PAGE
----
American Protestants and the Debate over the Vietnam War, by George Bogaski

How did America’s Protestant leaders respond to the Vietnam War? His­torian George Bogaski wisely adopts a com­parative approach in his three-part analysis of denominational statements about what is arguably the most debated military conflict in recent American history. Focus­ing on both polity and theology, Bogaski produces an illuminating, if also unvarnished, story of prophets, priests, and by­standers. Main­line, evangelical, and black church leaders receive separate case studies.

The mainline Protestant narrative looks familiar at first glance: an antiwar denominational leadership is increasingly divorced from the silent majority in the pews. Bogaski does not challenge the thesis of mainline decline, which recent works have tweaked, but he does introduce some interesting wrinkles into it. His focus is not on William Sloane Coffin and other liberal stars, but instead on denominational officials and agencies whose march to the vanguard was gradual. Full-fledged opposition to American involvement in Vietnam came almost five years after the start of escalation. Even then, mainliners were mostly squeamish about supporting conscientious objection. Many thought at least notionally in terms of just war theology; they were not pacifists. However, the just war tradition proved too elastic to assist in “reaching moral judgment and resolution” in the case of Vietnam. The “office of the prophet” was a more direct means to this end. But alas, Bogaski notes, it served to alienate the laity as much as educate it.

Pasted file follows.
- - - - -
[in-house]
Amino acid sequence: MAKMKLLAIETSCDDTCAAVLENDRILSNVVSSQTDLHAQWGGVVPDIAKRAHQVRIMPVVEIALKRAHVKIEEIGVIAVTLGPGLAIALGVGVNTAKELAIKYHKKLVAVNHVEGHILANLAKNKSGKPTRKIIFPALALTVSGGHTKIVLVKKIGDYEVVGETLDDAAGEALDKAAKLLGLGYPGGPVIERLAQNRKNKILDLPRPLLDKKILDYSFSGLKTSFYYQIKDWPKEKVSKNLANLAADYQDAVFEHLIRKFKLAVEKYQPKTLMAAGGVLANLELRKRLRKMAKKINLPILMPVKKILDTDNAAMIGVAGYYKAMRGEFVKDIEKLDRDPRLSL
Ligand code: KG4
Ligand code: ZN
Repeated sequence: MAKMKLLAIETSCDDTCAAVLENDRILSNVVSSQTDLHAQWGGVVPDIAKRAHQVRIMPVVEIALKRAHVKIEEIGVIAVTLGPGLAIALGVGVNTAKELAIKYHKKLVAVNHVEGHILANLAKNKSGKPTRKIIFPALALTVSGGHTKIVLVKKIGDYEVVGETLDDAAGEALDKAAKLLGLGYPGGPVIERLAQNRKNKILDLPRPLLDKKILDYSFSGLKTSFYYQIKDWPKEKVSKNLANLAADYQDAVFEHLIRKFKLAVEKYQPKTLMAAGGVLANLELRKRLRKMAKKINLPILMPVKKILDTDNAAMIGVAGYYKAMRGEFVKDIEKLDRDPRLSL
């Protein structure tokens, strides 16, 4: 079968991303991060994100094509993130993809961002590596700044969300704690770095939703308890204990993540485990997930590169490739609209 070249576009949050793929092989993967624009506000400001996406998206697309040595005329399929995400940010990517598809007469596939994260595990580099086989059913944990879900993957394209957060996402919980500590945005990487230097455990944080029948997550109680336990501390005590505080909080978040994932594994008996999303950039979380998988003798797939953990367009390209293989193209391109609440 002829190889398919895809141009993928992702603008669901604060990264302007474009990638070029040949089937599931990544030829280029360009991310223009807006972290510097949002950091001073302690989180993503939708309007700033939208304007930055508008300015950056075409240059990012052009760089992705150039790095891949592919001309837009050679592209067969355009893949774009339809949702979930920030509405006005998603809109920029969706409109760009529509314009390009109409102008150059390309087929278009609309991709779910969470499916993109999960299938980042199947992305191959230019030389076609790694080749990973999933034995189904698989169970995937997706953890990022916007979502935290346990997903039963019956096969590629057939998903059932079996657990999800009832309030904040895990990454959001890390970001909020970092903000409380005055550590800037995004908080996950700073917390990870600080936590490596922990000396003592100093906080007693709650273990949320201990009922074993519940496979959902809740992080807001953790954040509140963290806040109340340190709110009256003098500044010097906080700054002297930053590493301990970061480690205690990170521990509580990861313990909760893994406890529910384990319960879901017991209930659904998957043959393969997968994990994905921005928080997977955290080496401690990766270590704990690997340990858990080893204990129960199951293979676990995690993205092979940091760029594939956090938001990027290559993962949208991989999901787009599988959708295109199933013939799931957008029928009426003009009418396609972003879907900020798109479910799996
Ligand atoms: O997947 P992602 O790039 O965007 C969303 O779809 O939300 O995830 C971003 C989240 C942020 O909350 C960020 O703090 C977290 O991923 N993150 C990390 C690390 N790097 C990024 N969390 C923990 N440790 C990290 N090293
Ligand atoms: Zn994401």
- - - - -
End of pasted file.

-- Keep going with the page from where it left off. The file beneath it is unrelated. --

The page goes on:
Bogaski offers an intriguing survey of conservative mainliners who chafed at liberal activism but were not prepared to depart for evangelical pastures. The general debate over the Vietnam War often played out as a dispute about the propriety of dissent itself. That issue, in turn, was a spillover from arguments over the civil rights movement. One’s position on the advisability of civil rights protests usually foretold one’s stance on antiwar marches. Mainline leaders’ support for the cause of civil rights opened the door for assertive opposition to the war. Meanwhile, conservatives transferred their discomfort with civil rights demonstrations to antiwar activism. Looming over all of these issues was the question of whether denominations should engage politics at all. In these years before Jerry Falwell, the assumption was that church politics were liberal by default. That assumption was not accurate. Most theological conservatives in Bogaski’s book appear to have been political conservatives, too.